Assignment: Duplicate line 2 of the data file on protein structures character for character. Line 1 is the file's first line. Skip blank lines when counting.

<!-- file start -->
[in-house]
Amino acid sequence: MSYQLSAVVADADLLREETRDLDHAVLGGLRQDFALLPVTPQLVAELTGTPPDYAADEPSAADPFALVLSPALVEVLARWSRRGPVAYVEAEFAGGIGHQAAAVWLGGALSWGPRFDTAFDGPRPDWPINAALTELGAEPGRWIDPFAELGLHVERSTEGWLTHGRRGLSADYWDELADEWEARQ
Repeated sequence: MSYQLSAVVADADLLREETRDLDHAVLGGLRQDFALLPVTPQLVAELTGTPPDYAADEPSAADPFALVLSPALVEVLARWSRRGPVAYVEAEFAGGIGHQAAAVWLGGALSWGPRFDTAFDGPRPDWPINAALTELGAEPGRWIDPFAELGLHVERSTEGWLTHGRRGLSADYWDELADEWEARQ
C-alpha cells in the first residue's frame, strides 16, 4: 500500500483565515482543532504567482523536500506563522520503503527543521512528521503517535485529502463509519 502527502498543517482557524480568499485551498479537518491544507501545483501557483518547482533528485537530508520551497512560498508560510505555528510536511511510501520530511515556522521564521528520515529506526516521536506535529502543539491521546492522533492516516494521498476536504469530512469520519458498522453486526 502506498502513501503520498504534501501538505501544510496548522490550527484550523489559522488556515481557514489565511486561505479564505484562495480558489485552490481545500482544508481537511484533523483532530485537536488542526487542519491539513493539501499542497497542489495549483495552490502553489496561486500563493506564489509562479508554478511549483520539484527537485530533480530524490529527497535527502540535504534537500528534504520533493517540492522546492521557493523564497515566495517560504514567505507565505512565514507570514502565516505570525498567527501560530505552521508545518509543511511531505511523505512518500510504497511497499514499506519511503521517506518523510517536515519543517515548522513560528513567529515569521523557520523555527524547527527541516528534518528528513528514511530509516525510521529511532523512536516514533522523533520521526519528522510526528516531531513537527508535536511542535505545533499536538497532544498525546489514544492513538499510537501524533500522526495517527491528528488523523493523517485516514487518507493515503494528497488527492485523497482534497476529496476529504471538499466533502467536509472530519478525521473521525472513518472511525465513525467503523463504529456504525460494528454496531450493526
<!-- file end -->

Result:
Amino acid sequence: MSYQLSAVVADADLLREETRDLDHAVLGGLRQDFALLPVTPQLVAELTGTPPDYAADEPSAADPFALVLSPALVEVLARWSRRGPVAYVEAEFAGGIGHQAAAVWLGGALSWGPRFDTAFDGPRPDWPINAALTELGAEPGRWIDPFAELGLHVERSTEGWLTHGRRGLSADYWDELADEWEARQ